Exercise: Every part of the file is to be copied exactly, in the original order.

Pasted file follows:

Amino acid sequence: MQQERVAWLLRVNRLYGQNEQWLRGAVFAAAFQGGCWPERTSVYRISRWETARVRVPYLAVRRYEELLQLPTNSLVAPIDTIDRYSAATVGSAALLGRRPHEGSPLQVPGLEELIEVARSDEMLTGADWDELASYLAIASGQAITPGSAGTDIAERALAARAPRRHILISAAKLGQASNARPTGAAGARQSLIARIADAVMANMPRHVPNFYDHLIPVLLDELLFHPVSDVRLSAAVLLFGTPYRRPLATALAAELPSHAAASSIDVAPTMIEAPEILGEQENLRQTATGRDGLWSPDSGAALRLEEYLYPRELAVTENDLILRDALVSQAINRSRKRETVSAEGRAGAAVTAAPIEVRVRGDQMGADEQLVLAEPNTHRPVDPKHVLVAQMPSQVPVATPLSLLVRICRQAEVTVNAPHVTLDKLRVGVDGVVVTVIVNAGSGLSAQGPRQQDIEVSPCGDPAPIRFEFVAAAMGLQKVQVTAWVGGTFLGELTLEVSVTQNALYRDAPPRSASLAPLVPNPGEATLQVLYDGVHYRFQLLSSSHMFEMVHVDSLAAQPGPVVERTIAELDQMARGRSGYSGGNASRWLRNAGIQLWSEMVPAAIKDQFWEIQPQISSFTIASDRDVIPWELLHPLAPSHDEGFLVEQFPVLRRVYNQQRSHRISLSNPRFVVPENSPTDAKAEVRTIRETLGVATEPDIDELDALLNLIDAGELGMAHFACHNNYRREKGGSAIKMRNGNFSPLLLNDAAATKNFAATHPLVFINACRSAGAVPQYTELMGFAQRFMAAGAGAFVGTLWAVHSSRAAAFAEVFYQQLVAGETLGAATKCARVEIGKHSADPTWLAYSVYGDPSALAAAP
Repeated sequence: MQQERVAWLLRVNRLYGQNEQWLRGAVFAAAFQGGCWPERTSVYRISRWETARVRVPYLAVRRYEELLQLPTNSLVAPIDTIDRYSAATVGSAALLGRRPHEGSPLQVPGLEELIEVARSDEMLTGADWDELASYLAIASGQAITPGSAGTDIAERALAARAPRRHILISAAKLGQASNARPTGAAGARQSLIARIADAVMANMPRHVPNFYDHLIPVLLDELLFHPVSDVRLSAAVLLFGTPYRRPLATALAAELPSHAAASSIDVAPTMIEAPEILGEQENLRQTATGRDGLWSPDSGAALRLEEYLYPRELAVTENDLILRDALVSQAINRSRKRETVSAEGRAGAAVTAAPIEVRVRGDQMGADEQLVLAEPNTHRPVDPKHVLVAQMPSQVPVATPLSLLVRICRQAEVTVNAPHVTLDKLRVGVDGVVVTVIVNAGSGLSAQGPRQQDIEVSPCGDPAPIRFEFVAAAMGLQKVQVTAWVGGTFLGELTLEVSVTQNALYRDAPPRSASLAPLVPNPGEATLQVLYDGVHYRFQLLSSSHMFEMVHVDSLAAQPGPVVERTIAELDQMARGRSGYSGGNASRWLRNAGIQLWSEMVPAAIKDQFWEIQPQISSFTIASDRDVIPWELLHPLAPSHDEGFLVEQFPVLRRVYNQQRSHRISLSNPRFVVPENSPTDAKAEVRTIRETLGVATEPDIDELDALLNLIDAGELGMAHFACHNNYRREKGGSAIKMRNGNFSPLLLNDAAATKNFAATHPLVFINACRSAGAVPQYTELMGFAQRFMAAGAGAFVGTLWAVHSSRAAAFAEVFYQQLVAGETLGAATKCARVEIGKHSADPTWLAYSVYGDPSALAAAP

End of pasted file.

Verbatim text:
Amino acid sequence: MQQERVAWLLRVNRLYGQNEQWLRGAVFAAAFQGGCWPERTSVYRISRWETARVRVPYLAVRRYEELLQLPTNSLVAPIDTIDRYSAATVGSAALLGRRPHEGSPLQVPGLEELIEVARSDEMLTGADWDELASYLAIASGQAITPGSAGTDIAERALAARAPRRHILISAAKLGQASNARPTGAAGARQSLIARIADAVMANMPRHVPNFYDHLIPVLLDELLFHPVSDVRLSAAVLLFGTPYRRPLATALAAELPSHAAASSIDVAPTMIEAPEILGEQENLRQTATGRDGLWSPDSGAALRLEEYLYPRELAVTENDLILRDALVSQAINRSRKRETVSAEGRAGAAVTAAPIEVRVRGDQMGADEQLVLAEPNTHRPVDPKHVLVAQMPSQVPVATPLSLLVRICRQAEVTVNAPHVTLDKLRVGVDGVVVTVIVNAGSGLSAQGPRQQDIEVSPCGDPAPIRFEFVAAAMGLQKVQVTAWVGGTFLGELTLEVSVTQNALYRDAPPRSASLAPLVPNPGEATLQVLYDGVHYRFQLLSSSHMFEMVHVDSLAAQPGPVVERTIAELDQMARGRSGYSGGNASRWLRNAGIQLWSEMVPAAIKDQFWEIQPQISSFTIASDRDVIPWELLHPLAPSHDEGFLVEQFPVLRRVYNQQRSHRISLSNPRFVVPENSPTDAKAEVRTIRETLGVATEPDIDELDALLNLIDAGELGMAHFACHNNYRREKGGSAIKMRNGNFSPLLLNDAAATKNFAATHPLVFINACRSAGAVPQYTELMGFAQRFMAAGAGAFVGTLWAVHSSRAAAFAEVFYQQLVAGETLGAATKCARVEIGKHSADPTWLAYSVYGDPSALAAAP
Repeated sequence: MQQERVAWLLRVNRLYGQNEQWLRGAVFAAAFQGGCWPERTSVYRISRWETARVRVPYLAVRRYEELLQLPTNSLVAPIDTIDRYSAATVGSAALLGRRPHEGSPLQVPGLEELIEVARSDEMLTGADWDELASYLAIASGQAITPGSAGTDIAERALAARAPRRHILISAAKLGQASNARPTGAAGARQSLIARIADAVMANMPRHVPNFYDHLIPVLLDELLFHPVSDVRLSAAVLLFGTPYRRPLATALAAELPSHAAASSIDVAPTMIEAPEILGEQENLRQTATGRDGLWSPDSGAALRLEEYLYPRELAVTENDLILRDALVSQAINRSRKRETVSAEGRAGAAVTAAPIEVRVRGDQMGADEQLVLAEPNTHRPVDPKHVLVAQMPSQVPVATPLSLLVRICRQAEVTVNAPHVTLDKLRVGVDGVVVTVIVNAGSGLSAQGPRQQDIEVSPCGDPAPIRFEFVAAAMGLQKVQVTAWVGGTFLGELTLEVSVTQNALYRDAPPRSASLAPLVPNPGEATLQVLYDGVHYRFQLLSSSHMFEMVHVDSLAAQPGPVVERTIAELDQMARGRSGYSGGNASRWLRNAGIQLWSEMVPAAIKDQFWEIQPQISSFTIASDRDVIPWELLHPLAPSHDEGFLVEQFPVLRRVYNQQRSHRISLSNPRFVVPENSPTDAKAEVRTIRETLGVATEPDIDELDALLNLIDAGELGMAHFACHNNYRREKGGSAIKMRNGNFSPLLLNDAAATKNFAATHPLVFINACRSAGAVPQYTELMGFAQRFMAAGAGAFVGTLWAVHSSRAAAFAEVFYQQLVAGETLGAATKCARVEIGKHSADPTWLAYSVYGDPSALAAAP